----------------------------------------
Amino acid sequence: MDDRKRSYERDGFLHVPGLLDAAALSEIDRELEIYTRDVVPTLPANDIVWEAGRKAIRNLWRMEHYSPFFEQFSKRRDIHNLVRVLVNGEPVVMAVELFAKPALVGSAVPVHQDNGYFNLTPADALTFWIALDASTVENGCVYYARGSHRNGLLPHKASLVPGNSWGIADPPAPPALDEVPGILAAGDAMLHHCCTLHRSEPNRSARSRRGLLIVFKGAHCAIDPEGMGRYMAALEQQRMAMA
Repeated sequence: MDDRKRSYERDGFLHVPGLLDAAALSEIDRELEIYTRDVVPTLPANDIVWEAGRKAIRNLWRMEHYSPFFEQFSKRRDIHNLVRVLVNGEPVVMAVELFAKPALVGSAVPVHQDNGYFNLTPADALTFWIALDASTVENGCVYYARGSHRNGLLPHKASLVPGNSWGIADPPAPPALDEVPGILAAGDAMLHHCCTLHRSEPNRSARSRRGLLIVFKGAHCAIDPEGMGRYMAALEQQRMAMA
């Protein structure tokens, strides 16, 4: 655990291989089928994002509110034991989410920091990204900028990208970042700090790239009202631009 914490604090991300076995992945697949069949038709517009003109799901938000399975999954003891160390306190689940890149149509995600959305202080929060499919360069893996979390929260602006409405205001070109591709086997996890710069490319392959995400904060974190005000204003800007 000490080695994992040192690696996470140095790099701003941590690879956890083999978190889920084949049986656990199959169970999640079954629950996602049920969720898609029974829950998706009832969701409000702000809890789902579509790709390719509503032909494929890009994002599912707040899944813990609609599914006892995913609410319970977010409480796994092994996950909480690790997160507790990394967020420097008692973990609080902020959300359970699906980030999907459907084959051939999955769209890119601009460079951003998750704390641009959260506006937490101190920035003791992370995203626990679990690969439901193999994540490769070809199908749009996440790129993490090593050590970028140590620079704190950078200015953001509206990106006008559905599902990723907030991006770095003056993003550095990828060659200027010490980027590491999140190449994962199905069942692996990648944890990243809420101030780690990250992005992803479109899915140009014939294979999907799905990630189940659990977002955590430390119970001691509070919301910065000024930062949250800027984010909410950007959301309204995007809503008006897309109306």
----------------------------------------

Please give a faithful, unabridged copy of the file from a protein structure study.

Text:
Amino acid sequence: MDDRKRSYERDGFLHVPGLLDAAALSEIDRELEIYTRDVVPTLPANDIVWEAGRKAIRNLWRMEHYSPFFEQFSKRRDIHNLVRVLVNGEPVVMAVELFAKPALVGSAVPVHQDNGYFNLTPADALTFWIALDASTVENGCVYYARGSHRNGLLPHKASLVPGNSWGIADPPAPPALDEVPGILAAGDAMLHHCCTLHRSEPNRSARSRRGLLIVFKGAHCAIDPEGMGRYMAALEQQRMAMA
Repeated sequence: MDDRKRSYERDGFLHVPGLLDAAALSEIDRELEIYTRDVVPTLPANDIVWEAGRKAIRNLWRMEHYSPFFEQFSKRRDIHNLVRVLVNGEPVVMAVELFAKPALVGSAVPVHQDNGYFNLTPADALTFWIALDASTVENGCVYYARGSHRNGLLPHKASLVPGNSWGIADPPAPPALDEVPGILAAGDAMLHHCCTLHRSEPNRSARSRRGLLIVFKGAHCAIDPEGMGRYMAALEQQRMAMA
């Protein structure tokens, strides 16, 4: 655990291989089928994002509110034991989410920091990204900028990208970042700090790239009202631009 914490604090991300076995992945697949069949038709517009003109799901938000399975999954003891160390306190689940890149149509995600959305202080929060499919360069893996979390929260602006409405205001070109591709086997996890710069490319392959995400904060974190005000204003800007 000490080695994992040192690696996470140095790099701003941590690879956890083999978190889920084949049986656990199959169970999640079954629950996602049920969720898609029974829950998706009832969701409000702000809890789902579509790709390719509503032909494929890009994002599912707040899944813990609609599914006892995913609410319970977010409480796994092994996950909480690790997160507790990394967020420097008692973990609080902020959300359970699906980030999907459907084959051939999955769209890119601009460079951003998750704390641009959260506006937490101190920035003791992370995203626990679990690969439901193999994540490769070809199908749009996440790129993490090593050590970028140590620079704190950078200015953001509206990106006008559905599902990723907030991006770095003056993003550095990828060659200027010490980027590491999140190449994962199905069942692996990648944890990243809420101030780690990250992005992803479109899915140009014939294979999907799905990630189940659990977002955590430390119970001691509070919301910065000024930062949250800027984010909410950007959301309204995007809503008006897309109306």